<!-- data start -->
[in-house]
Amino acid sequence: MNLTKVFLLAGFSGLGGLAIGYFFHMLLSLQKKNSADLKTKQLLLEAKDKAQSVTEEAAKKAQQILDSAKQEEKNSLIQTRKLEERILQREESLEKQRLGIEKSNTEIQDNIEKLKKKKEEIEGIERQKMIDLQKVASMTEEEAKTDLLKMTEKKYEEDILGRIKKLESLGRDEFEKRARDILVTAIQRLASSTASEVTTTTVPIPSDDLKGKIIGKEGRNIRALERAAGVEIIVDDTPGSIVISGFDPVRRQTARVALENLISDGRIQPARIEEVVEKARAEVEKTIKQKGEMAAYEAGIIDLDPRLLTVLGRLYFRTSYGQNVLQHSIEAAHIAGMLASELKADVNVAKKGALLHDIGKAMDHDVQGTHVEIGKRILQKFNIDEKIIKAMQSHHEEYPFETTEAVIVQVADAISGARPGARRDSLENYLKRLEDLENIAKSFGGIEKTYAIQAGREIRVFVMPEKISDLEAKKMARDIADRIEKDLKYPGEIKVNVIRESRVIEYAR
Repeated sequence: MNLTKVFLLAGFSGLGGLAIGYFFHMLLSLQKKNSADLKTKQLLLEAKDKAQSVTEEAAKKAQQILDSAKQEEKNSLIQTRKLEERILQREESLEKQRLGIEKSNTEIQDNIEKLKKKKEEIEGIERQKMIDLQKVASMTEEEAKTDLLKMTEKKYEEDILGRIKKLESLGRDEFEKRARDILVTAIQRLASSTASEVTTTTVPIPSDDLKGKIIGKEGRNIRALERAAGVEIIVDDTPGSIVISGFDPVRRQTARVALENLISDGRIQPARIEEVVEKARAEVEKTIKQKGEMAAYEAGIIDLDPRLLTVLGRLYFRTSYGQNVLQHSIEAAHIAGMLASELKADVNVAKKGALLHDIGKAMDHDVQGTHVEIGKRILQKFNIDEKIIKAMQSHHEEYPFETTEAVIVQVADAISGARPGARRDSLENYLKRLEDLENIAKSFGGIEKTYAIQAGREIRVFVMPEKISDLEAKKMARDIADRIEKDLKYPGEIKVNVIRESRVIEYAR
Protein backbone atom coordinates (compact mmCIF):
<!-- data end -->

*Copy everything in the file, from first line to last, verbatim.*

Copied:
[in-house]
Amino acid sequence: MNLTKVFLLAGFSGLGGLAIGYFFHMLLSLQKKNSADLKTKQLLLEAKDKAQSVTEEAAKKAQQILDSAKQEEKNSLIQTRKLEERILQREESLEKQRLGIEKSNTEIQDNIEKLKKKKEEIEGIERQKMIDLQKVASMTEEEAKTDLLKMTEKKYEEDILGRIKKLESLGRDEFEKRARDILVTAIQRLASSTASEVTTTTVPIPSDDLKGKIIGKEGRNIRALERAAGVEIIVDDTPGSIVISGFDPVRRQTARVALENLISDGRIQPARIEEVVEKARAEVEKTIKQKGEMAAYEAGIIDLDPRLLTVLGRLYFRTSYGQNVLQHSIEAAHIAGMLASELKADVNVAKKGALLHDIGKAMDHDVQGTHVEIGKRILQKFNIDEKIIKAMQSHHEEYPFETTEAVIVQVADAISGARPGARRDSLENYLKRLEDLENIAKSFGGIEKTYAIQAGREIRVFVMPEKISDLEAKKMARDIADRIEKDLKYPGEIKVNVIRESRVIEYAR
Repeated sequence: MNLTKVFLLAGFSGLGGLAIGYFFHMLLSLQKKNSADLKTKQLLLEAKDKAQSVTEEAAKKAQQILDSAKQEEKNSLIQTRKLEERILQREESLEKQRLGIEKSNTEIQDNIEKLKKKKEEIEGIERQKMIDLQKVASMTEEEAKTDLLKMTEKKYEEDILGRIKKLESLGRDEFEKRARDILVTAIQRLASSTASEVTTTTVPIPSDDLKGKIIGKEGRNIRALERAAGVEIIVDDTPGSIVISGFDPVRRQTARVALENLISDGRIQPARIEEVVEKARAEVEKTIKQKGEMAAYEAGIIDLDPRLLTVLGRLYFRTSYGQNVLQHSIEAAHIAGMLASELKADVNVAKKGALLHDIGKAMDHDVQGTHVEIGKRILQKFNIDEKIIKAMQSHHEEYPFETTEAVIVQVADAISGARPGARRDSLENYLKRLEDLENIAKSFGGIEKTYAIQAGREIRVFVMPEKISDLEAKKMARDIADRIEKDLKYPGEIKVNVIRESRVIEYAR
Protein backbone atom coordinates (compact mmCIF):